Trends in major adverse cardiac events during the COVID-19 pandemic in Alberta, Canada
November 16, 2021

Dr. Shaun Goodman, from the Division of Cardiology, St. Michael’s Hospital, Toronto, Ontario, and Canadian VIGOUR Centre, University of Alberta, Edmonton, Alberta, presented a poster at the 2021 Scientific Sessions American Heart Association Virtual Conference focusing on trends in major cardiac events during the COVID-19 pandemic in Alberta Canada. This real-world evidence study was sponsored by Amgen Canada in collaboration with Dr. Goodman, Dr. Todd Anderson, Dr. Paolo Raggi, Dr. Jean Gregoire, and Medlior.

This poster presentation reports a current and ongoing research topic that will likely only be magnified as the COVID-19 pandemic continues to impact the world. Specifically, the COVID-19 pandemic has impacted cardiovascular (CV) care and outcomes globally, but limited data exist on the Canadian experience.

An overview of the COVID-19 cases and restrictions in Alberta, Canada from March 1st, 2020 to September 14th, 2020 are highlighted below:

  • The first COVID-19 case was identified in Alberta on March 5th, 2020 (later retroactive tests determined the first case was February 24th).
  • On March 17th, Alberta declared a local state of public health emergency and on March 27th the province announced non-essential businesses would be temporarily closed, elective surgeries were canceled/postponed, and gatherings limited to 15 people.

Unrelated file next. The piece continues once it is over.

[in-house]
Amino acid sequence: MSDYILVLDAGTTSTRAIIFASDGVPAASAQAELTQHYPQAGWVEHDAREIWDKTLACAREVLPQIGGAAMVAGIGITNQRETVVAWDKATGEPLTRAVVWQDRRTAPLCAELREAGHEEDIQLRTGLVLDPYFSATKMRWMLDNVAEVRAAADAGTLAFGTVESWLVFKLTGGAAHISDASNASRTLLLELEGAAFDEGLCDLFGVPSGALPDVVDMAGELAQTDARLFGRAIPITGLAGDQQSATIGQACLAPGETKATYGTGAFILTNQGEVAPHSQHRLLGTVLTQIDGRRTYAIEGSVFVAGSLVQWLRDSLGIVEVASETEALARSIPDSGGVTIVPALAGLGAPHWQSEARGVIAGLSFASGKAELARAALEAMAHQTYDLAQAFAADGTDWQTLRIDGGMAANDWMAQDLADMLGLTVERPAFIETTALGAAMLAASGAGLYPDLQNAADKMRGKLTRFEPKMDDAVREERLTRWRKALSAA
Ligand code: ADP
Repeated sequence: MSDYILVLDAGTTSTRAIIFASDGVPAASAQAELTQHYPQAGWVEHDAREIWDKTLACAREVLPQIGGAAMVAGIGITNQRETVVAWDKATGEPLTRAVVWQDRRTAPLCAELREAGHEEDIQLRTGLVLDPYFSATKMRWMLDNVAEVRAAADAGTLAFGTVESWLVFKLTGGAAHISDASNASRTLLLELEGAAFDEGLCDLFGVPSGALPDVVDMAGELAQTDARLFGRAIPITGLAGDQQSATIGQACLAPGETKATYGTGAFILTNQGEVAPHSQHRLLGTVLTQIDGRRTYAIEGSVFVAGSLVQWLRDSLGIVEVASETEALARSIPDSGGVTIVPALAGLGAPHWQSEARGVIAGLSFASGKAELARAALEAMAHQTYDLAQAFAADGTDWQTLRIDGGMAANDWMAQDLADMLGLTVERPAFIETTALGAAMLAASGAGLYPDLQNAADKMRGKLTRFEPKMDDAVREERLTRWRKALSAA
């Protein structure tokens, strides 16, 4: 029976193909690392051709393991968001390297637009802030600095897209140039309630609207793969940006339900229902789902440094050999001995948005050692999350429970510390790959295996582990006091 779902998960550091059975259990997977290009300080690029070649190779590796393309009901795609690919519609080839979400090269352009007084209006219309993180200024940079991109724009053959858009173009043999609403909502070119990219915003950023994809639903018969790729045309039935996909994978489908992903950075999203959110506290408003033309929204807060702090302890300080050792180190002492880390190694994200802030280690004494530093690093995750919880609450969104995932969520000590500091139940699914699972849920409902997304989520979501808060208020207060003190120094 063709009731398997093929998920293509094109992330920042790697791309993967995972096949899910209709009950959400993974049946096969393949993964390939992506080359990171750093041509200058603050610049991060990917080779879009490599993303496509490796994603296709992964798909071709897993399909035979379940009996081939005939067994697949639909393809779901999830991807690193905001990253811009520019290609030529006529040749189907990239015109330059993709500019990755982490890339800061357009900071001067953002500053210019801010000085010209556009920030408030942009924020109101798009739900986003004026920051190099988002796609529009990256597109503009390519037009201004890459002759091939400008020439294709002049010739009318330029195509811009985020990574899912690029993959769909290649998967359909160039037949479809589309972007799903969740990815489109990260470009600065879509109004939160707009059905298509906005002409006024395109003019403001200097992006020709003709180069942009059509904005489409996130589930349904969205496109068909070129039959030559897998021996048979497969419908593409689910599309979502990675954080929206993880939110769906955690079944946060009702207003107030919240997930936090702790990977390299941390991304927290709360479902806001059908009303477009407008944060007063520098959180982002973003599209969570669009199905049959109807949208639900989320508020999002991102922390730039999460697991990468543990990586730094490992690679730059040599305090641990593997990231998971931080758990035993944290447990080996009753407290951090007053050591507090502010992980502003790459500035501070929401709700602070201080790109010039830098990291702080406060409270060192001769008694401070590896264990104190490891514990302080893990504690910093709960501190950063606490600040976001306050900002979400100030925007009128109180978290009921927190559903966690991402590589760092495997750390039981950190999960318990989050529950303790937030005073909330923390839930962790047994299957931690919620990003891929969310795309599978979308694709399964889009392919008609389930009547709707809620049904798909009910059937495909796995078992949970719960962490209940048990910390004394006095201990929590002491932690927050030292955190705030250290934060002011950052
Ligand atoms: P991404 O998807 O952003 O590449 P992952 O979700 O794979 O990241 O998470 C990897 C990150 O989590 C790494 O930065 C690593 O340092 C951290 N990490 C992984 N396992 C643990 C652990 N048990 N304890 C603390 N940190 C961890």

• On May 25th, the relaunch program was initiated in all areas of the province of Alberta.
  • August 1st marked the beginning of mandated mask use in indoor public spaces.

On September 14th, 2020, Alberta recorded 1,538 active COVID-19 cases and 15,833 cumulative COVID-19 cases to date.

Our study described trends in major adverse cardiovascular events (MACE)/procedures during the COVID-19 pandemic in the province of Alberta, Canada.

A repeated cross-sectional study design captured population-level MACE from inpatient and emergency department visits among Albertan adults between March 15, 2019, and September 14, 2020. Three-month cross-sections were derived to report MACE by COVID-19 restriction periods during 2020, and using 2019/20 as a preceding control period.

Our study showcased that relative to the March-June 2019 control year, primary MACE during the initial COVID-19 restriction period (March-June 2020) decreased by 15% (n=804 patients), and by 5% (n=258 patients) during June-September 2020 period, when COVID-19 restrictions were eased.

Declines in MACE/procedures during the COVID-19 pandemic, particularly during the public state of emergency from March-June 2020, are suggestive of a substantial gap in healthcare-seeking behavior and patient management that may have negative downstream implications. Ongoing analyses will further explore reported MACE/procedures up to one year after the pandemic began in future publications.